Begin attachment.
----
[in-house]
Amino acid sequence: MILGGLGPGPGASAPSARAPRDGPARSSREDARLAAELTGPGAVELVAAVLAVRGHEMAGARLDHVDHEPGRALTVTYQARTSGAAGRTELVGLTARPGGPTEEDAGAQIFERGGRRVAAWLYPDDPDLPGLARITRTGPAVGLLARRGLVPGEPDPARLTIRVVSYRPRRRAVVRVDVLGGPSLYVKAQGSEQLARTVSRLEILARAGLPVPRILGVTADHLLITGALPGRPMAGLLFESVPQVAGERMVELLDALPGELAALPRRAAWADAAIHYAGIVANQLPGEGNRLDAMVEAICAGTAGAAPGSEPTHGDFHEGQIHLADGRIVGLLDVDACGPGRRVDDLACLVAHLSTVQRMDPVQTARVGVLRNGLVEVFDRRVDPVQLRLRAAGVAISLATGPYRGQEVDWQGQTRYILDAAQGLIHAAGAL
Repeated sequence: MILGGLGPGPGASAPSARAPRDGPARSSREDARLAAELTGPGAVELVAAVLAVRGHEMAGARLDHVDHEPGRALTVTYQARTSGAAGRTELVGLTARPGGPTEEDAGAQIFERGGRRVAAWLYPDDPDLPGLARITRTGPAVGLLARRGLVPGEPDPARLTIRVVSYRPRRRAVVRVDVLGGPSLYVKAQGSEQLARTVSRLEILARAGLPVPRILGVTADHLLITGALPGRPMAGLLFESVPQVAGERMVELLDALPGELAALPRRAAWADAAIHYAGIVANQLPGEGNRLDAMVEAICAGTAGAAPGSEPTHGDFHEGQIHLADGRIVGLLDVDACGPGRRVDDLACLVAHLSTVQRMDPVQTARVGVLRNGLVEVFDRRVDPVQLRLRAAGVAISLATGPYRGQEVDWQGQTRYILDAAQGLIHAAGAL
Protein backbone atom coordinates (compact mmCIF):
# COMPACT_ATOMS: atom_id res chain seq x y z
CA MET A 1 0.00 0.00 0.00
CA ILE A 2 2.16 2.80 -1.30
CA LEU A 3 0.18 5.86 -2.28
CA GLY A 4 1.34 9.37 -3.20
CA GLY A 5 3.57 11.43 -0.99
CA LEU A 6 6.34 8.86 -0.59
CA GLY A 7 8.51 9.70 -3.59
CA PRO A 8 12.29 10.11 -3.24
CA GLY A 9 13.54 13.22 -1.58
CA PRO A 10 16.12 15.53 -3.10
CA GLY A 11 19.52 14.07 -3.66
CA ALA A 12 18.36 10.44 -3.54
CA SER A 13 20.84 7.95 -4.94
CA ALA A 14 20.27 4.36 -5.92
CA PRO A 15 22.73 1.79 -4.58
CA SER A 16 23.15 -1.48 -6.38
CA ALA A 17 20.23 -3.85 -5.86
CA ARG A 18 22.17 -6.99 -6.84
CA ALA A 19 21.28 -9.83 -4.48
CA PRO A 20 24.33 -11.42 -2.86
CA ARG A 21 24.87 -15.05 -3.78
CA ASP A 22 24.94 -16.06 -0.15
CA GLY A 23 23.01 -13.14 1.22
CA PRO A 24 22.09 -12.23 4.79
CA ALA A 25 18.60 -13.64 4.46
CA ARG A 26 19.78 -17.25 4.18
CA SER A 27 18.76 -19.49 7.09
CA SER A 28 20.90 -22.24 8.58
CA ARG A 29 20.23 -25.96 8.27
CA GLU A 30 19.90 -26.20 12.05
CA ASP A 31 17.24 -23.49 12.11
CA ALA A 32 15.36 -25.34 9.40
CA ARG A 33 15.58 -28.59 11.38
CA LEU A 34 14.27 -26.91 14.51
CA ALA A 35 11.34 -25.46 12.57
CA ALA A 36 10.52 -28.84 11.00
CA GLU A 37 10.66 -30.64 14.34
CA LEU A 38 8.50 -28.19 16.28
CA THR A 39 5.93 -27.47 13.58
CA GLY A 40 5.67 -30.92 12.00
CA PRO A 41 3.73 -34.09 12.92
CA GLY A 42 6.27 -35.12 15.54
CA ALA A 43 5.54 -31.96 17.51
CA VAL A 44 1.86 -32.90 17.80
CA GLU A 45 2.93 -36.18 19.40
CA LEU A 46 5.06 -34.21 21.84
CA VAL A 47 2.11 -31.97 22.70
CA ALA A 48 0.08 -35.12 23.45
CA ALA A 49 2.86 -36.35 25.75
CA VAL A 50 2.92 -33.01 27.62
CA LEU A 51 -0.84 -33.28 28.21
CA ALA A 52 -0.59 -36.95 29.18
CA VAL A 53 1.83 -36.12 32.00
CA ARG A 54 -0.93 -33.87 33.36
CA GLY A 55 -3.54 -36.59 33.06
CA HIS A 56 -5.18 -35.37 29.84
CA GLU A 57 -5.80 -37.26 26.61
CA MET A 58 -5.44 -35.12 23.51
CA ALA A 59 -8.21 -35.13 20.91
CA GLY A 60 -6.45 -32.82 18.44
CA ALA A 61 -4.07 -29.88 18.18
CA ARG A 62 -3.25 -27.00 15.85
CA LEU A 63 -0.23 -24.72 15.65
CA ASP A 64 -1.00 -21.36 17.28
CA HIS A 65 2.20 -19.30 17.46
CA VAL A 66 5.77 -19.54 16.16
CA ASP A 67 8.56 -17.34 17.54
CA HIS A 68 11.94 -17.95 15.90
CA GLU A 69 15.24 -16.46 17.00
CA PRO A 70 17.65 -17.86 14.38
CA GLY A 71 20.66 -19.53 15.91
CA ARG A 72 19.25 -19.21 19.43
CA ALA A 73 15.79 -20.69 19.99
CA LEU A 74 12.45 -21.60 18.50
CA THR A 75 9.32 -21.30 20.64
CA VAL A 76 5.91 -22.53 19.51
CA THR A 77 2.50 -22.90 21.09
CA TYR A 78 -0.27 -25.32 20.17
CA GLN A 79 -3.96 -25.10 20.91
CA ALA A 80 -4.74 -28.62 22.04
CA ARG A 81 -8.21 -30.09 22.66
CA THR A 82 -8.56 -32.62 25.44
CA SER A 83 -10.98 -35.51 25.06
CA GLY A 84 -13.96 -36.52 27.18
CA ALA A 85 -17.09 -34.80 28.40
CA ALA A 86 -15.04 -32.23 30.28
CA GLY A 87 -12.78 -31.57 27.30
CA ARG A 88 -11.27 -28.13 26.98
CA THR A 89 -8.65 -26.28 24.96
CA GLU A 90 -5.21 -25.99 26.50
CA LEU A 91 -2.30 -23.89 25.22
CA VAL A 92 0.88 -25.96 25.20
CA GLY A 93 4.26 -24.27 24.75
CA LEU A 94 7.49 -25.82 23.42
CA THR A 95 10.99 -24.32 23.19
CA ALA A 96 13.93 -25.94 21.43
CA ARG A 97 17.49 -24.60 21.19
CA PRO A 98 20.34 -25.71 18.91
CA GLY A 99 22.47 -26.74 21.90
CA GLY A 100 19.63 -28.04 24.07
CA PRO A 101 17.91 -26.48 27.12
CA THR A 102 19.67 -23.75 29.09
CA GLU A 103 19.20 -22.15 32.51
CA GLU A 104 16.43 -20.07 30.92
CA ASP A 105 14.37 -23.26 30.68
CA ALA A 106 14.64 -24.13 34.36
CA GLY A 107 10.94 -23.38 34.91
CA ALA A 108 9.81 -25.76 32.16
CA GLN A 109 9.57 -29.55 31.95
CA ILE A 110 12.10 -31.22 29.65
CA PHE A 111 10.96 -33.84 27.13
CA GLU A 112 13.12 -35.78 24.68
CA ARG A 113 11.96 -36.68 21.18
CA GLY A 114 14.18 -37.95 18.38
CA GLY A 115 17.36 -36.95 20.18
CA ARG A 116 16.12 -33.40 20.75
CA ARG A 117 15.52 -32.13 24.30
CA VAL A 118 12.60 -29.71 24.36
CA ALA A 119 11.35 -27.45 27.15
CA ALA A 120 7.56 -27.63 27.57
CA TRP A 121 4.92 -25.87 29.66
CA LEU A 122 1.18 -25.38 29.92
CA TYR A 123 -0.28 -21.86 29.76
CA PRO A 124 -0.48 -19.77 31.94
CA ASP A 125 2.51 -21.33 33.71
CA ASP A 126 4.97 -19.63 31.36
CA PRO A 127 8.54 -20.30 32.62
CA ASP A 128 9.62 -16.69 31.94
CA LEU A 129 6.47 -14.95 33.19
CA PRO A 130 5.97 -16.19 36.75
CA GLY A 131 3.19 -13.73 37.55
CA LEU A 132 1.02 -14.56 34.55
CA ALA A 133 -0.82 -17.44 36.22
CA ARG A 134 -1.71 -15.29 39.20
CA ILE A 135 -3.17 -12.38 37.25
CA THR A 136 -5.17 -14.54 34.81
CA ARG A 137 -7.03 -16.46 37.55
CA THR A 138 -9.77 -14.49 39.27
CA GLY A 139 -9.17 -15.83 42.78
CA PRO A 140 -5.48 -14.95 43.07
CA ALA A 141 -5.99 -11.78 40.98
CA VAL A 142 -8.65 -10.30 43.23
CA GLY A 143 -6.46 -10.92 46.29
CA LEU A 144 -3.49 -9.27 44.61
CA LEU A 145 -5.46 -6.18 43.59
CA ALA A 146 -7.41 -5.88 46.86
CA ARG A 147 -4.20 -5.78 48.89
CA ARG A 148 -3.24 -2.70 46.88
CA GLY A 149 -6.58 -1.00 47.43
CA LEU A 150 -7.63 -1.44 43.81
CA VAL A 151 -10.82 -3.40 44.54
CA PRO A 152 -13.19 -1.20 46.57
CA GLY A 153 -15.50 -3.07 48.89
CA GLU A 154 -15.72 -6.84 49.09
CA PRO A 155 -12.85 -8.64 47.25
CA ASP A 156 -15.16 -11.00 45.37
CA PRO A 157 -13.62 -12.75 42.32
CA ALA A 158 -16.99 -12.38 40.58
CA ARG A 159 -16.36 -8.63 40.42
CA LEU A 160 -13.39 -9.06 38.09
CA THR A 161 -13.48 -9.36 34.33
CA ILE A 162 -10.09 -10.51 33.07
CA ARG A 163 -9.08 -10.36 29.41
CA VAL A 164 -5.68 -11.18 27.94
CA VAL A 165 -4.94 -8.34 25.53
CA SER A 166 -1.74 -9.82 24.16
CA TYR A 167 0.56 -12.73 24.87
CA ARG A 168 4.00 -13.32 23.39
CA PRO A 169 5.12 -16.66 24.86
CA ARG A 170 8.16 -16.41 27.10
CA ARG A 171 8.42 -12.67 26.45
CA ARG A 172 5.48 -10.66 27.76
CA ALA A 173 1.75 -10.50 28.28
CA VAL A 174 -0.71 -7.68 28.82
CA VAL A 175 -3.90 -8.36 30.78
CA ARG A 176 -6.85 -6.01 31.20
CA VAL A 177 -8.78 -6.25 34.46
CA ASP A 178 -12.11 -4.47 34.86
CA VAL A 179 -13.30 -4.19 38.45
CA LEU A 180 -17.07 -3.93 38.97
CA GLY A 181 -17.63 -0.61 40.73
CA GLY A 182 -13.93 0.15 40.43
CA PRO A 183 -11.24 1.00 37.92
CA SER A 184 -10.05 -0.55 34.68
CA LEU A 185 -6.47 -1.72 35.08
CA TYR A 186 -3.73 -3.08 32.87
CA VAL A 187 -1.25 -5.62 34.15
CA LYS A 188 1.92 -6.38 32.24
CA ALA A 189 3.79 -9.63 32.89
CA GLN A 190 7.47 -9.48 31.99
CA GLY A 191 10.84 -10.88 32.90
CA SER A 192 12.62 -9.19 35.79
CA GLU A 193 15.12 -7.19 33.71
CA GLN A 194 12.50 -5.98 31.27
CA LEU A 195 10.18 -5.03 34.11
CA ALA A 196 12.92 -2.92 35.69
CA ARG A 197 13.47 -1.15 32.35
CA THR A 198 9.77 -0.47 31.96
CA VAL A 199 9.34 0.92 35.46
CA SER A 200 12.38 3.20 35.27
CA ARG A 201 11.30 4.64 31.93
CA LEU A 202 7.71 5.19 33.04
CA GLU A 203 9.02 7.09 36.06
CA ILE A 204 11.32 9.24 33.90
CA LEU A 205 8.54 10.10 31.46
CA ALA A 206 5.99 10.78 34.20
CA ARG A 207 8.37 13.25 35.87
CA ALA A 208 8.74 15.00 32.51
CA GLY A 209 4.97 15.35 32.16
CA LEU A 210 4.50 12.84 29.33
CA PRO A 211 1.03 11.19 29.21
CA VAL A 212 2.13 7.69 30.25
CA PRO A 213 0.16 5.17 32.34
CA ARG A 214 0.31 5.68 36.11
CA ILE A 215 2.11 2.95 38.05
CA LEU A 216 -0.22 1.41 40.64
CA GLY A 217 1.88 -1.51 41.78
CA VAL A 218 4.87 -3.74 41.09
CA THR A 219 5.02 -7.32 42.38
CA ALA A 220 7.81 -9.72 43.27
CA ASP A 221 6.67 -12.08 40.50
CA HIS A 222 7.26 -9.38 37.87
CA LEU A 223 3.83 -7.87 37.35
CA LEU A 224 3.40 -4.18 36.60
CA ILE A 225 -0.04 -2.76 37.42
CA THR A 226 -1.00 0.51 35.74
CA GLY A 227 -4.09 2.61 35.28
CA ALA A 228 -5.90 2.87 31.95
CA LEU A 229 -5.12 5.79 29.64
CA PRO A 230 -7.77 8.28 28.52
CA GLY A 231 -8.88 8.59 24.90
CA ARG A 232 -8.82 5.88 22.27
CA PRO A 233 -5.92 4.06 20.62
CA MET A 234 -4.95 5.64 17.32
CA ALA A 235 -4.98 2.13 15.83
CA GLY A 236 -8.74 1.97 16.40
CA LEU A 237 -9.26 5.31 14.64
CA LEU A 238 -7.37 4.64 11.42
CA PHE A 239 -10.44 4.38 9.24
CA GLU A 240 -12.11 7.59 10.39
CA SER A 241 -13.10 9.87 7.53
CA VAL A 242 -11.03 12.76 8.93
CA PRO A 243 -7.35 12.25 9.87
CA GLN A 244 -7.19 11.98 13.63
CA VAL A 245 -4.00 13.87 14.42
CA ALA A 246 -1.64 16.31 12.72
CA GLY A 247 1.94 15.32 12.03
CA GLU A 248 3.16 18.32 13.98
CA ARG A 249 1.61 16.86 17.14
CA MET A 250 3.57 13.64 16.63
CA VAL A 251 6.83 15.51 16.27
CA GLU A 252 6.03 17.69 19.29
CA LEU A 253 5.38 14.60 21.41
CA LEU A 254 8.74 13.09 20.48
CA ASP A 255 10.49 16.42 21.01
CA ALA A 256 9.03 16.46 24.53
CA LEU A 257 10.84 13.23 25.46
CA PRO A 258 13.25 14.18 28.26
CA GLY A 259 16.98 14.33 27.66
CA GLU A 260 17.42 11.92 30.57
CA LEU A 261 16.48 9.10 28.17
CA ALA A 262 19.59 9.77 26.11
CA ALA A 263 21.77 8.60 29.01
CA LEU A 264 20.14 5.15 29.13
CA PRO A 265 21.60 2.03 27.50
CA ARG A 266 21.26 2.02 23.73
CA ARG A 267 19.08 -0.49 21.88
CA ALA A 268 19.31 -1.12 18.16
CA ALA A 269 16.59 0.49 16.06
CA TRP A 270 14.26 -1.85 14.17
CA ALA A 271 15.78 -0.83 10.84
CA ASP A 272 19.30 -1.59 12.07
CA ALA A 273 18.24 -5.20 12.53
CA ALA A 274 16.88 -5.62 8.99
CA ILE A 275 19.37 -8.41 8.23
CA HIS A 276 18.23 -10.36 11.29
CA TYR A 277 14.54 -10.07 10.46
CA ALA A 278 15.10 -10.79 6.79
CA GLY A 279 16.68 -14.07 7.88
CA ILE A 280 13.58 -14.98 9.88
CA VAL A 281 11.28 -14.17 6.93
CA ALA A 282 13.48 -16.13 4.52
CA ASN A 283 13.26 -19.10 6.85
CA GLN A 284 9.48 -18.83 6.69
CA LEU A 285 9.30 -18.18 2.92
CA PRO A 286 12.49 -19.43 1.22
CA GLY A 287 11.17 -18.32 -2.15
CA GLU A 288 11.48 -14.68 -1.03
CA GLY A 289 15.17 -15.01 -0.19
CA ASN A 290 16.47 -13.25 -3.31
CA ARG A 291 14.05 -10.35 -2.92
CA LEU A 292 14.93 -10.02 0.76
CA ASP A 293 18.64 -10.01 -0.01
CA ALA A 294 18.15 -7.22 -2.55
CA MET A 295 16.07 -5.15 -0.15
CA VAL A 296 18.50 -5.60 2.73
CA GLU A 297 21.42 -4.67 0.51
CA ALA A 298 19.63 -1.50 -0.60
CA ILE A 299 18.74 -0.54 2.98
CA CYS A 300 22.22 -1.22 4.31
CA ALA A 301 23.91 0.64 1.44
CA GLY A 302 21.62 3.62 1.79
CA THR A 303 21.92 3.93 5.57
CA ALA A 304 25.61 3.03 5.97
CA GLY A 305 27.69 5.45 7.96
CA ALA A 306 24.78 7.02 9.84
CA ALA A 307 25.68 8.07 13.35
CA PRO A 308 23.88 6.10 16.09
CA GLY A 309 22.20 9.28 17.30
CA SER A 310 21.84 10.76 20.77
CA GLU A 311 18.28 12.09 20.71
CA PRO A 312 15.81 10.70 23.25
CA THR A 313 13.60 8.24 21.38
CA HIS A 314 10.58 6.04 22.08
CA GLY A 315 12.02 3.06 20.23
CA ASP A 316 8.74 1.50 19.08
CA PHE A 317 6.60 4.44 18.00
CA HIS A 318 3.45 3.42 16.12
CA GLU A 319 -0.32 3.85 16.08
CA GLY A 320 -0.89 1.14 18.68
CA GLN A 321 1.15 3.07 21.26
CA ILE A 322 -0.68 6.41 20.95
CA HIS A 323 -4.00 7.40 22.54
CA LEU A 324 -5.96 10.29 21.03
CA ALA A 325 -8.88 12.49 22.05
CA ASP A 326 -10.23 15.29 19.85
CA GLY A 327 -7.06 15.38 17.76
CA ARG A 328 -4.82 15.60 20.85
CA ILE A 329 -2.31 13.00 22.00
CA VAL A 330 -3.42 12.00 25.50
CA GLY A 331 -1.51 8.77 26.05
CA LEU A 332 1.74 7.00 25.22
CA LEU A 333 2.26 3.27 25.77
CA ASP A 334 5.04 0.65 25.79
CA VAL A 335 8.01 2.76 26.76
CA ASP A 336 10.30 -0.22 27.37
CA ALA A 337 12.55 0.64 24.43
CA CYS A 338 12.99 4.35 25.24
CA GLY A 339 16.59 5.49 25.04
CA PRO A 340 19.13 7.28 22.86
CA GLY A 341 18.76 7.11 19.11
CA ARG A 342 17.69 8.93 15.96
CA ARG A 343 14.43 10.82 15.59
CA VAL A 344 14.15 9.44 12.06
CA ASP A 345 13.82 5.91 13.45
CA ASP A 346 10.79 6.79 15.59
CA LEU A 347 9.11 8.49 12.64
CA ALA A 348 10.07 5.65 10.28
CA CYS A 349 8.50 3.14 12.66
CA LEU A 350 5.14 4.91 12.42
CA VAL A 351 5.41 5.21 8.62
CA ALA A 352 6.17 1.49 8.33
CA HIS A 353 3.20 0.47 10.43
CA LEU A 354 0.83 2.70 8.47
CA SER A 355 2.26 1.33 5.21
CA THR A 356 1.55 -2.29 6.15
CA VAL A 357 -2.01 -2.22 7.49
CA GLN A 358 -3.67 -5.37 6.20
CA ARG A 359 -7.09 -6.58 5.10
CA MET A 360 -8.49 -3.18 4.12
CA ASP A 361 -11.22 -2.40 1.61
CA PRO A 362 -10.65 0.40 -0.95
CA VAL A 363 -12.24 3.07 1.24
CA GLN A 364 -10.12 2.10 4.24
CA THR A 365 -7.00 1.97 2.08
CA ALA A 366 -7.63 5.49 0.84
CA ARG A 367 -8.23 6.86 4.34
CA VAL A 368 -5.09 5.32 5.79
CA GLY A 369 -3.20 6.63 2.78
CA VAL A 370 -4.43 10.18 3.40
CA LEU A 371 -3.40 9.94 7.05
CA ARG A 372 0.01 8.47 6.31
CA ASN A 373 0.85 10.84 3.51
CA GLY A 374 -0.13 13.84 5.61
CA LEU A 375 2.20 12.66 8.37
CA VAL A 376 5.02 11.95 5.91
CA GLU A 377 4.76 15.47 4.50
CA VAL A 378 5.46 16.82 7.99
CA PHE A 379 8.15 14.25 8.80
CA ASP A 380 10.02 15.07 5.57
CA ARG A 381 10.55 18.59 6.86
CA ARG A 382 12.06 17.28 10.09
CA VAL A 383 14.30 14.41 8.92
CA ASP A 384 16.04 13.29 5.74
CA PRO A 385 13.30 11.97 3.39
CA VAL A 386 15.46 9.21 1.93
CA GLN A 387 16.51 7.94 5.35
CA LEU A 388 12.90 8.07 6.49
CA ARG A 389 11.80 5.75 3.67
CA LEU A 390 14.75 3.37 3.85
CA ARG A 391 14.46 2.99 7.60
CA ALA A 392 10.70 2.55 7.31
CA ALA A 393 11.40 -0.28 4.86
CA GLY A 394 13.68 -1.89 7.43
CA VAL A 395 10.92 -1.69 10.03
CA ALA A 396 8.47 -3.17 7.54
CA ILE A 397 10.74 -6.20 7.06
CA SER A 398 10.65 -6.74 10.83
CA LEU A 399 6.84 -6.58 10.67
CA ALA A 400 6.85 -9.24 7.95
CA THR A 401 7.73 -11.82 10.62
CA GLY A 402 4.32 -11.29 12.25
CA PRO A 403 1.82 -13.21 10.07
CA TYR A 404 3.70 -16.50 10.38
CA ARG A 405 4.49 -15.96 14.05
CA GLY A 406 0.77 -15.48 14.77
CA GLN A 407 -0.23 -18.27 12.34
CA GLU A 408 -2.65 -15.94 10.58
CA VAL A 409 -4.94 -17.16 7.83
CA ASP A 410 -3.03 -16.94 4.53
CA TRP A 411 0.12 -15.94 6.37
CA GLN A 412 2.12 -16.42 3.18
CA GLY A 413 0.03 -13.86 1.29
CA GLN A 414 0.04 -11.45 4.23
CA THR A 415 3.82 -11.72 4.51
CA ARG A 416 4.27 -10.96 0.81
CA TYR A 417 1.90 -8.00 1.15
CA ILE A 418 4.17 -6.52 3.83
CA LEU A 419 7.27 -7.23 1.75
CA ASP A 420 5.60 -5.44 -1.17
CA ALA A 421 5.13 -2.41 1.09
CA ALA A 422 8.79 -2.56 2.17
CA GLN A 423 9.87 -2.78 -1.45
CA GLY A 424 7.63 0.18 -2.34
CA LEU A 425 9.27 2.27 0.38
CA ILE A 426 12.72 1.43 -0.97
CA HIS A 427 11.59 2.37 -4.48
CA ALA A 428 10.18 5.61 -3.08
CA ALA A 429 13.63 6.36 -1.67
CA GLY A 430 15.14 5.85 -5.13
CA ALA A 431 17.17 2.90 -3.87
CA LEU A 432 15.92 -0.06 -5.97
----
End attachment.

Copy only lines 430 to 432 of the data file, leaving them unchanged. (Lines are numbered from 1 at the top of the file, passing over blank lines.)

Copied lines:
CA LEU A 425 9.27 2.27 0.38
CA ILE A 426 12.72 1.43 -0.97
CA HIS A 427 11.59 2.37 -4.48